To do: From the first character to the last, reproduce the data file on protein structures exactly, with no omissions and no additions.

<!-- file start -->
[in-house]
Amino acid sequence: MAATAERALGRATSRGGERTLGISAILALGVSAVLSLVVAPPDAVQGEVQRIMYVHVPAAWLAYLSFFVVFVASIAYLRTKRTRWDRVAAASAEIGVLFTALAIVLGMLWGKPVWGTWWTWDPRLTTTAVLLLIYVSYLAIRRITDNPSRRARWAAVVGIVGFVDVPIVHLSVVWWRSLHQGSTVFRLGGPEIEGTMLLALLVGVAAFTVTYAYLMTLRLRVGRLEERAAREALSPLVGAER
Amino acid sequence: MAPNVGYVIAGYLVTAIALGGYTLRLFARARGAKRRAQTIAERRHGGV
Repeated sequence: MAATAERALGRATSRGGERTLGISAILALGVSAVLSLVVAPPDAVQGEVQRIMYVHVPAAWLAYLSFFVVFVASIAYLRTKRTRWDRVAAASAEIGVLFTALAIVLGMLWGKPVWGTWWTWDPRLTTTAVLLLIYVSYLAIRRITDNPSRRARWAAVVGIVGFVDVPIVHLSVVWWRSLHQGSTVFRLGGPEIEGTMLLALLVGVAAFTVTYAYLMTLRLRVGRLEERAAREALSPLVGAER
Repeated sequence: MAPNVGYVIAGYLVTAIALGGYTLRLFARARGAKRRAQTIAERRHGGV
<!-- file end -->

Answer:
[in-house]
Amino acid sequence: MAATAERALGRATSRGGERTLGISAILALGVSAVLSLVVAPPDAVQGEVQRIMYVHVPAAWLAYLSFFVVFVASIAYLRTKRTRWDRVAAASAEIGVLFTALAIVLGMLWGKPVWGTWWTWDPRLTTTAVLLLIYVSYLAIRRITDNPSRRARWAAVVGIVGFVDVPIVHLSVVWWRSLHQGSTVFRLGGPEIEGTMLLALLVGVAAFTVTYAYLMTLRLRVGRLEERAAREALSPLVGAER
Amino acid sequence: MAPNVGYVIAGYLVTAIALGGYTLRLFARARGAKRRAQTIAERRHGGV
Repeated sequence: MAATAERALGRATSRGGERTLGISAILALGVSAVLSLVVAPPDAVQGEVQRIMYVHVPAAWLAYLSFFVVFVASIAYLRTKRTRWDRVAAASAEIGVLFTALAIVLGMLWGKPVWGTWWTWDPRLTTTAVLLLIYVSYLAIRRITDNPSRRARWAAVVGIVGFVDVPIVHLSVVWWRSLHQGSTVFRLGGPEIEGTMLLALLVGVAAFTVTYAYLMTLRLRVGRLEERAAREALSPLVGAER
Repeated sequence: MAPNVGYVIAGYLVTAIALGGYTLRLFARARGAKRRAQTIAERRHGGV